In its lawsuit, the Garcia family blamed the railroad for not previously removing visual obstructions. Mueller said his crew used a backhoe to level the site because his boss was there on the night of the accident and "he felt like it might have been an issue," according to Mueller's deposition.
The parties agreed to settle the case less than two months later, before it went to trial. In response to questions from the Star Tribune, the railroad said Mueller's crew was not there to "cover up evidence" but to ensure the "safe and efficient movement of trains."
In a statement, the railroad said, "It would be highly inaccurate and damaging to report that Mr. Mueller suggested that his boss or his crew leveled the site to cover up evidence that may have been relevant to the death and injury.''
Shewmake said litigation is an adversarial process where both sides try hard to win. Occasionally, Shewmake said, attorneys on both sides break the rules. He compared the company's litigation record to World Cup soccer.
"Some of the greatest athletes in the world competing at a high level and sometimes they get yellow-carded, 'cause they're competing so hard,'' Shewmake said in an interview. "Were they trying to be malicious? Were they trying to hurt somebody? I don't think so. When you get in this adversarial mode, I think both sides on occasion will get yellow-carded."
A $100 million expense
BNSF has deep roots in Minnesota.
From his Summit Avenue mansion in St. Paul over a century ago, transportation pioneer James J. Hill built the Great Northern Railway, which in 1970 merged with St. Paul-based Northern Pacific and three other railroads to form Burlington Northern. The company moved from St. Paul to Fort Worth, Texas, in 1984. After adding the Atchison, Topeka & Santa Fe railroad in 1995, the company changed its name to Burlington Northern Santa Fe Corp.
Running as many as 90 trains a day in Minnesota, BNSF controls roughly one-third of the long-distance rails that crisscross the state. Motorists encounter BNSF trains at more than 1,300 grade crossings, most of which are not equipped with warning lights or gates, state records show. The company has sprawling rail yards in Minneapolis, St. Paul, Duluth, Willmar and Fargo/Moorhead. It employs more than 1,600 Minnesotans.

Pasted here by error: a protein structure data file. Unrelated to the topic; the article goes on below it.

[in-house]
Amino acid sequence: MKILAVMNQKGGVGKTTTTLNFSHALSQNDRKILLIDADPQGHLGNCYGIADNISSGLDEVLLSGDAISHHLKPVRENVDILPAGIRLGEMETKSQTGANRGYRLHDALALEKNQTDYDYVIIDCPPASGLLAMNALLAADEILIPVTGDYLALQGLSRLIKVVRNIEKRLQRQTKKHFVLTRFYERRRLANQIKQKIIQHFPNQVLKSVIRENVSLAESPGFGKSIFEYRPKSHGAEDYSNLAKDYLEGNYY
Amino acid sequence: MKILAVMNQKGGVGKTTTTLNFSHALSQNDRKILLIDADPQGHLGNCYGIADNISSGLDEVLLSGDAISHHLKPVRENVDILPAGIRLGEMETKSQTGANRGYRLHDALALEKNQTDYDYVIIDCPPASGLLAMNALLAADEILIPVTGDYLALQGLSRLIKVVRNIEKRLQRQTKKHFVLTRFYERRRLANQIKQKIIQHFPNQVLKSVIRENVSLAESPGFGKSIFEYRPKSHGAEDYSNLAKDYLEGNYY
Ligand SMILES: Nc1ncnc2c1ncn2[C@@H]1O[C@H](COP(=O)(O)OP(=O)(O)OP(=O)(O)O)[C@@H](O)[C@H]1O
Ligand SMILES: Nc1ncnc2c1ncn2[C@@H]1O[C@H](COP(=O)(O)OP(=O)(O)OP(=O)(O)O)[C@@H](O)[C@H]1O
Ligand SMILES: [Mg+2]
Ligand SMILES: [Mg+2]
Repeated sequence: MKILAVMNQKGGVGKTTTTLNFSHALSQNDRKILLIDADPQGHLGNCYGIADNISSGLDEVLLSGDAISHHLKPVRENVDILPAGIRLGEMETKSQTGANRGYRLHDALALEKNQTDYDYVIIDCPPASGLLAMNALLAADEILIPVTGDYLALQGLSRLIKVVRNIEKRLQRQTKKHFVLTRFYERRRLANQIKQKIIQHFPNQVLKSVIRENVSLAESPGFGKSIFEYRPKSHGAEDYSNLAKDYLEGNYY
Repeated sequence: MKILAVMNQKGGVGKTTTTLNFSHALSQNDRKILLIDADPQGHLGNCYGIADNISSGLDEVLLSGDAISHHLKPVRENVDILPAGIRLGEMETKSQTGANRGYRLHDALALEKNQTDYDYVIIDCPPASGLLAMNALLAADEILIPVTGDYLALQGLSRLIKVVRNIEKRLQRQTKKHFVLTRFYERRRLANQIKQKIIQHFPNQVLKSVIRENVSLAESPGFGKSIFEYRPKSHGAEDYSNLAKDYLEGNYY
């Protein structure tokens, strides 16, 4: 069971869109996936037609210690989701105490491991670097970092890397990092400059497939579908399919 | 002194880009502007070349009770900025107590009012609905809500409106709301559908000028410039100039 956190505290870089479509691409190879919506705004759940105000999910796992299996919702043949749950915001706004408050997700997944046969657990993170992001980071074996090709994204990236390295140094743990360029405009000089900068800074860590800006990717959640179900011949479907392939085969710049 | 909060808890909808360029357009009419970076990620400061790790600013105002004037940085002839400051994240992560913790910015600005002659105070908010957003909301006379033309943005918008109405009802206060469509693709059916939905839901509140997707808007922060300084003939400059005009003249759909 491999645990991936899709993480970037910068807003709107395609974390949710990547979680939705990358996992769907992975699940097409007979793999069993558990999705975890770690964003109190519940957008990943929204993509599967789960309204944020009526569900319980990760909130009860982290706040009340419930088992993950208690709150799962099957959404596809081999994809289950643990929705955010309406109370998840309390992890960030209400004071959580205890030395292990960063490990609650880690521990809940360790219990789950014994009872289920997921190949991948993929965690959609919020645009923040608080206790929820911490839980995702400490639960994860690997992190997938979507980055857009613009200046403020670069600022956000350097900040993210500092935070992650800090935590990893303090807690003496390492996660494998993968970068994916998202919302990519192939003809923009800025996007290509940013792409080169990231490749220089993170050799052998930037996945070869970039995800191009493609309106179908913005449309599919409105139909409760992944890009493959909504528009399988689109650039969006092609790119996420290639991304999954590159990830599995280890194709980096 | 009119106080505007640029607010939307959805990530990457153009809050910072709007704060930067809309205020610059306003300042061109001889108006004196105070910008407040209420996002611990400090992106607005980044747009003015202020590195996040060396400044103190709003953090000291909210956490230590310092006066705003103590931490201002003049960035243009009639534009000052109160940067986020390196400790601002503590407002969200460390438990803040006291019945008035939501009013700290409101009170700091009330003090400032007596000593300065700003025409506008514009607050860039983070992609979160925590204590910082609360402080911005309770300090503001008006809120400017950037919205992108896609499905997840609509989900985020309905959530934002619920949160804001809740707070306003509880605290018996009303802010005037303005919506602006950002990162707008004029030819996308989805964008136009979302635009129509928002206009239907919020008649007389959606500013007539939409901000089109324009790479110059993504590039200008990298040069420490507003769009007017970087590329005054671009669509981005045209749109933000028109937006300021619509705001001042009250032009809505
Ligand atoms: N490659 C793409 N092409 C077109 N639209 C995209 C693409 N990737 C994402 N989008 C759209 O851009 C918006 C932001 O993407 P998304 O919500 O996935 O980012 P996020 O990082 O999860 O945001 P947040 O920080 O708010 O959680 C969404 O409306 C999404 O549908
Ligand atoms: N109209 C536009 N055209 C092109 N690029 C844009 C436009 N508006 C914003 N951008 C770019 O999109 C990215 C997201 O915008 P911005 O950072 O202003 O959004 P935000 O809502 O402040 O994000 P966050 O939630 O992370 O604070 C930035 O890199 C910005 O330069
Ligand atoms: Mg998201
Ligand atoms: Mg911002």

With freight moving across 28 states, the railroad generated $14 billion in revenue last year. The company says coal hauled by BNSF powers one of every 10 homes in the nation. Earlier this year, investor Warren E. Buffett purchased BNSF for $26.5 billion in what he called an "all-in wager on the economic future of the United States."
Accidents and on-the-job injuries are a significant expense for the railroad. From 2007 to 2009, BNSF's insurance subsidiary paid more than $100 million per year to resolve legal claims against the railroad, according to the company's last public financial report in 2009. BNSF said that figure does not include the railroad's legal expenses.
BNSF declined to say how many lawsuits were filed against the company over collisions and workplace injuries, but it said civil judgments were issued in 118 cases from 2001 to 2010.
Over the past decade, more than 500 people have been killed and nearly 1,700 injured in about 4,100 accidents involving a BNSF train or crossing, according to the Federal Railroad Administration.
Shewmake said BNSF has spent hundreds of millions of dollars to reduce the number of accidents at railroad crossings. By closing as many as 450 crossings a year and making other improvements, the railroad has reduced its rate of crossing accidents by 70 percent since 1995, he said.
"The fewer crossings, the fewer opportunities there are for risk-taking behavior and the fewer opportunities there are for mistakes,'' Shewmake said.
Evidence gets lost
In the 13 cases that led to misconduct findings by a judge, BNSF was primarily cited for withholding or destroying evidence.
Sometimes, records show, the company didn't provide documents until shortly before a trial, even though opposing attorneys had been seeking the documents for years.
In Kansas, lawyers for an injured BNSF worker accused the company of removing evidence from the accident scene after Justin Belisle's midsection was nearly severed by a passing train three years ago. The brakeman lost his right leg at the hip and suffered permanent damage to his internal organs.
A BNSF supervisor had said in a job briefing that he would keep an oncoming train out of the area, two crew members testified. BNSF disputed the crew was ever told the train would be held and blamed Belisle for stepping into the train's path.
In court papers, Belisle's attorneys argued that the accident site was "scrubbed clean" by BNSF, hurting reconstruction efforts.
The railroad said it failed to locate Belisle's two-way radio the night of the accident and then lost track of it after someone -- the railroad doesn't know who -- found it and turned it in. Belisle's attorneys said the radio's location could have helped experts figure out where the worker was struck, a central point in the legal dispute, court records show. The railroad also gave conflicting accounts on whether its workers marked the spot on the tracks where the train stopped that night, another vital piece of information for reconstructing the accident, court records show.
BNSF agent David Anderson said in a deposition that his boss asked him not to visit the scene that night. When asked if it's important to reach accident scenes quickly to preserve evidence, Anderson said, "Yes," according to a transcript of the interview.